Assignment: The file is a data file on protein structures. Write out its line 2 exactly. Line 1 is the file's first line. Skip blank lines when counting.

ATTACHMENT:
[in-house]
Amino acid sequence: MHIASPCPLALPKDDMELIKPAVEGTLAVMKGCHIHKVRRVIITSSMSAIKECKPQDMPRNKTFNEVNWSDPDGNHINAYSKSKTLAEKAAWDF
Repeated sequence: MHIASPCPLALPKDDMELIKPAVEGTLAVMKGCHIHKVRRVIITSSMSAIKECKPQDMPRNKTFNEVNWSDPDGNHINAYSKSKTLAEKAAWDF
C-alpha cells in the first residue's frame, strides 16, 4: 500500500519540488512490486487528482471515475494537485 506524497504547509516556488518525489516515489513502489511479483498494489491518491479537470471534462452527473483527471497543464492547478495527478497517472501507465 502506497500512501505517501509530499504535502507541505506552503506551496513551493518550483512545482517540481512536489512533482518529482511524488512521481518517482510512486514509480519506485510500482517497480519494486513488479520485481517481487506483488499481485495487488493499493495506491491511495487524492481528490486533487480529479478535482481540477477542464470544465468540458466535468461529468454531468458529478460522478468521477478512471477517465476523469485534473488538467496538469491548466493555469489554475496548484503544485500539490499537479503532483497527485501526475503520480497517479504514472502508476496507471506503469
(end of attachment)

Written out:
Amino acid sequence: MHIASPCPLALPKDDMELIKPAVEGTLAVMKGCHIHKVRRVIITSSMSAIKECKPQDMPRNKTFNEVNWSDPDGNHINAYSKSKTLAEKAAWDF